TC writes: “I have a question about Bach Flower Remedies. I am trying to find out if these remedies are considered New Age. I have a few books book about them which state that it “treats the individual not the symptoms / or disease. They work on an emotional condition of the person concerned.” “The effect of taking the remedies is not to suppress negative attitudes but transforms them into positive ones, stimulating self-healing.” Can you let me know what the Church teaches about this product?”
Your hunch about Bach Flower Remedies (BFR) is a good one. This is definitely a form of alternative medicine that incorporates New Age views about energy and healing.
For those of you who are unaware of what these remedies are all about, they were developed in the 1930s by the British physician Dr Edward Bach. According to his website, he was diagnosed with cancer in 1917 and given just three months to live. However, the three months came and went and, still alive, he grew determined to find a more holistic approach to medicine. This quest led him into homeopathy and experimenting with certain flowers. Eventually, he wandered out of the realm of science altogether.
“Just as he had abandoned his home, office and work, Dr Bach began to abandon the scientific method and its reliance on laboratories and reductionism,” the site explains. “He fell back instead on his natural gifts as a healer, and more and more allowed his intuition to guide him to the right plants.”
He eventually landed upon 38 flower-based remedies that allegedly corresponded to 38 negative emotional states which he claimed were relieved in patients who were treated with his flower potions. These mixtures were obtained by opening flower heads that are still fresh with dew, float them on the surface of pure spring water in a glass bowl and let them sit in the sun for a few hours. A second mixture was used for trees and bushes which required branches and leaves to be boiled in water for half an hour.
Here’s where it gets New Agey. In both methods, the plant matter is removed and, according to Bach, the water retains the vibrations or energy of the flower. Bach believed the life force energy or vibration of the plant was somehow transmitted into the tincture and that this vibration interacts on a subtle energy level to “rebalance the conscious and unconscious and dissolve old patterns of behavior,” according to this report by the National Institutes of Health.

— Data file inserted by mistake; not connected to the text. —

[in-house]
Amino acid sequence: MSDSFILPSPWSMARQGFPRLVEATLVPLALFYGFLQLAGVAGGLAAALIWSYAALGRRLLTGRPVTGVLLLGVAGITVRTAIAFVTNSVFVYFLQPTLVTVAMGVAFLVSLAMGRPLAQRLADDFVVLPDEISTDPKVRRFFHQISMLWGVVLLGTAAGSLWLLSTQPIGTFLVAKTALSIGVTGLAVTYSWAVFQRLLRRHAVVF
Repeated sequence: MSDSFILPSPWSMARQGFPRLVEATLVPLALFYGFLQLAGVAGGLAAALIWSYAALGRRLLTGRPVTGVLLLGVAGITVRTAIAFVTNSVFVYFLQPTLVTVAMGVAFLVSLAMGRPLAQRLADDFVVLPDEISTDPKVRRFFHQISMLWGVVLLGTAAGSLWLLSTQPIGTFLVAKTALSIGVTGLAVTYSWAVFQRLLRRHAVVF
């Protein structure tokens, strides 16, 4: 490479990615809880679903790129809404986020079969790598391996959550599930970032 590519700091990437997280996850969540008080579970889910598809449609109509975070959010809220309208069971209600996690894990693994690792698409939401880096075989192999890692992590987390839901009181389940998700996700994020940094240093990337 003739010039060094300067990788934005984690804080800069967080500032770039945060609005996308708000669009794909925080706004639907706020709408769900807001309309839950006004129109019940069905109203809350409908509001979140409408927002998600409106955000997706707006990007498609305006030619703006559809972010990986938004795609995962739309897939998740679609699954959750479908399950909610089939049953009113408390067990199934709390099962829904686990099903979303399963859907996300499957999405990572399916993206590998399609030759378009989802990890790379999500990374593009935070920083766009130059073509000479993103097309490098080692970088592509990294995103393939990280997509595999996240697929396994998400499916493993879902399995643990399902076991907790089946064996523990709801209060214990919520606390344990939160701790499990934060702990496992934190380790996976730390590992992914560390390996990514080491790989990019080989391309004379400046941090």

Typically, the remedies come in liquid form and are preserved in brandy. To take them, a patient must dilute two drops into a 30 ml dropper bottle and top off with mineral water. From this mixed bottle, a person then takes four drops at least four times a day. The website also recommends that a person put a few drops in a glass of water and sip on it at intervals throughout the day. Two or more remedies might be mixed together “to match your precise mix of emotions.”
For example, the impatiens flower is used to treat impatience and irritability; the mimulus flower (such as monkey flowers) are used to treat the fear of known things, shyness, and timidity; the olive plant treats people who are drained of energy. People who suffer from overwhelming guilt are given pine and those who need their “energy” unblocked might try a combination of Wild Oat, Holly and Star of Bethlehem. Dr. Bach also created a “Rescue Remedy” which is a combination of five flowers and is used as an emergency treatment in situations of extreme anxiety or distress.
Although based in England and in centers throughout Europe, the BFR industry makes its products available “over-the-counter “in some countries such as in the U.S. when a typical bottle will cost around $10.
After reviewing the trials done to test the efficacy of BFRs, the NIH concluded that there is no overall benefit to these potions in comparison to placebo. They also found that any available evidence that they do work “has a high risk of bias.”
In other words, these products just don’t work anywhere but in the minds of BFR promoters.
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